Hamas movement would accept the outcome of a Palestinian referendum on a future peace deal with the Israeli, its Gaza leader said on Wednesday.
Ismail Haniyeh, addressing a rare news conference in the Israeli-blockaded enclave, signalled a softening of Hamas's long-standing position prohibiting the ceding of any part of the Palestinian land
“We accept a Palestinian state on the borders of 1967, with Jerusalem as its capital, the release of Palestinian prisoners, and the resolution of the issue of refugees," Haniyeh said, referring to the year of Middle East war in which Israel occupied East Jerusalem and the Palestinian territories.
“Hamas will respect the results of a referendum regardless of whether it differs with its ideology and principles,” he said, provided it included all Palestinians in Gaza, the West Bank and the diasporas.
The idea of a referendum on a future peace accord with Israel was rejected by some Hamas leaders when it was proposed by Palestinian President Mahmoud Abbas several months ago.
Negotiations between Abbas and Israel have since faltered over Israel's freeze settlement building in the West Bank, including East Jerusalem.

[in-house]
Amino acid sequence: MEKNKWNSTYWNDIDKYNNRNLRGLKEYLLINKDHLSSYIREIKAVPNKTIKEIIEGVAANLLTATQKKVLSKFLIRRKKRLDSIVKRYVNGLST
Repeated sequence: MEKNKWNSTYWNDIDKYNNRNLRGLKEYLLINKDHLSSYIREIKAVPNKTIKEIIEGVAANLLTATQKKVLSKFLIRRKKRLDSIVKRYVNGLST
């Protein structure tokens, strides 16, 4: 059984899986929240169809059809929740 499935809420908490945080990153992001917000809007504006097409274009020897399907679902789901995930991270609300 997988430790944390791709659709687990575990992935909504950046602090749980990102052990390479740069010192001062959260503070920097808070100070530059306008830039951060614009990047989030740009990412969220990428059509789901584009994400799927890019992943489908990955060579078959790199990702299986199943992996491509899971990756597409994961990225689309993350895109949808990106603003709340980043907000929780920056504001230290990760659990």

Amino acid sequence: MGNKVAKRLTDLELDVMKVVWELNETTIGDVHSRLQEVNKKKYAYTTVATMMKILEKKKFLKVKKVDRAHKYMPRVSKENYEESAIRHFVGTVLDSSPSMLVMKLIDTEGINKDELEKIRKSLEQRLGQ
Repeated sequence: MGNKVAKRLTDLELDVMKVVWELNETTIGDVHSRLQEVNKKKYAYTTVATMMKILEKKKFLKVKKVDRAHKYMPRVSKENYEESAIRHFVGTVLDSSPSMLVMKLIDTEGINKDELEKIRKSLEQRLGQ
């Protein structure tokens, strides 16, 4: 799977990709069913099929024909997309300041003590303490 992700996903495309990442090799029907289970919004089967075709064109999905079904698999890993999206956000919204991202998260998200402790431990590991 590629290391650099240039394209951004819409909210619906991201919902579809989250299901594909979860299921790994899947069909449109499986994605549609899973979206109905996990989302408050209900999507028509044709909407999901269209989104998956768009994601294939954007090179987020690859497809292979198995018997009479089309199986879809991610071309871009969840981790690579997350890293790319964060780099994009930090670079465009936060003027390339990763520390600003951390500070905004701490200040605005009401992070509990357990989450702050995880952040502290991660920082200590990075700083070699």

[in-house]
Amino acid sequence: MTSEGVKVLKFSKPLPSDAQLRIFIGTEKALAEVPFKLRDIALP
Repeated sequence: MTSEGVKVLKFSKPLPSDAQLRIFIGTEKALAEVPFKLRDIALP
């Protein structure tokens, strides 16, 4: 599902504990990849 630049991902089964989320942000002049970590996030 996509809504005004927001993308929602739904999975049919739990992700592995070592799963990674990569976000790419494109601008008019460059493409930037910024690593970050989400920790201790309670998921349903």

Haniyeh said Israel was not willing to give the Palestinians a fully sovereign state and he therefore had no hope the fragile U.S. - brokered attempts to revive peacemaking would succeed.
He said his movement was willing to cooperate with Western and European countries "who want to help the Palestinian people regain their rights". The United States and European Union shun Hamas as a “terrorist organisation” and do not recognise its Gaza authority.
“We urge European foreign ministers to revise their position regarding meetings with the elected government” Haniyeh said, adding that contacts were being made with United Nations officials in the Gaza Strip in this regard.
Haniyeh denied Israel's claim to have killed three members of the al Qaeda organisation in Gaza in the past month.
He said a priority of his government in Gaza was to avoid a military escalation with Israel by persuading other militant factions to preserve a de facto ceasefire.